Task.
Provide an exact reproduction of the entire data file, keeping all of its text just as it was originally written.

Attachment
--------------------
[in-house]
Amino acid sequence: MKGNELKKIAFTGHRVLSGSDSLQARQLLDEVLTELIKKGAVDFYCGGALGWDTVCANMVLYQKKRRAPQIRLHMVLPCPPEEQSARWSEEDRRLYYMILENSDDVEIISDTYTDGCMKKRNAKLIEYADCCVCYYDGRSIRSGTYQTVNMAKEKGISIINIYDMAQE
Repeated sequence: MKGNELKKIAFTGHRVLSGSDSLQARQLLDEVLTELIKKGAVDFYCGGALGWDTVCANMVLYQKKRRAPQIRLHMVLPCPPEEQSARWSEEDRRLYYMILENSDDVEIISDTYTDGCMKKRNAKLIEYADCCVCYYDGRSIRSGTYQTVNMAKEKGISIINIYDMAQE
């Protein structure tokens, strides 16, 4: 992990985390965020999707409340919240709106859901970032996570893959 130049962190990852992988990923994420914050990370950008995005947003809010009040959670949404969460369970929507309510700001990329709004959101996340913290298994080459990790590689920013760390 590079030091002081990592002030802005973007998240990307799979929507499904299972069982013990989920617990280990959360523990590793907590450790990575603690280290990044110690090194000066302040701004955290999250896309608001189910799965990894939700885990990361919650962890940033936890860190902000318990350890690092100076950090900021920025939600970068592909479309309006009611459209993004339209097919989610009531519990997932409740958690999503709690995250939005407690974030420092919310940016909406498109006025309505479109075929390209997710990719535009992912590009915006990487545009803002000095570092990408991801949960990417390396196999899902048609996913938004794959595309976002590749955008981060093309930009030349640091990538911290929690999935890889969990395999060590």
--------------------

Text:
[in-house]
Amino acid sequence: MKGNELKKIAFTGHRVLSGSDSLQARQLLDEVLTELIKKGAVDFYCGGALGWDTVCANMVLYQKKRRAPQIRLHMVLPCPPEEQSARWSEEDRRLYYMILENSDDVEIISDTYTDGCMKKRNAKLIEYADCCVCYYDGRSIRSGTYQTVNMAKEKGISIINIYDMAQE
Repeated sequence: MKGNELKKIAFTGHRVLSGSDSLQARQLLDEVLTELIKKGAVDFYCGGALGWDTVCANMVLYQKKRRAPQIRLHMVLPCPPEEQSARWSEEDRRLYYMILENSDDVEIISDTYTDGCMKKRNAKLIEYADCCVCYYDGRSIRSGTYQTVNMAKEKGISIINIYDMAQE
């Protein structure tokens, strides 16, 4: 992990985390965020999707409340919240709106859901970032996570893959 130049962190990852992988990923994420914050990370950008995005947003809010009040959670949404969460369970929507309510700001990329709004959101996340913290298994080459990790590689920013760390 590079030091002081990592002030802005973007998240990307799979929507499904299972069982013990989920617990280990959360523990590793907590450790990575603690280290990044110690090194000066302040701004955290999250896309608001189910799965990894939700885990990361919650962890940033936890860190902000318990350890690092100076950090900021920025939600970068592909479309309006009611459209993004339209097919989610009531519990997932409740958690999503709690995250939005407690974030420092919310940016909406498109006025309505479109075929390209997710990719535009992912590009915006990487545009803002000095570092990408991801949960990417390396196999899902048609996913938004794959595309976002590749955008981060093309930009030349640091990538911290929690999935890889969990395999060590």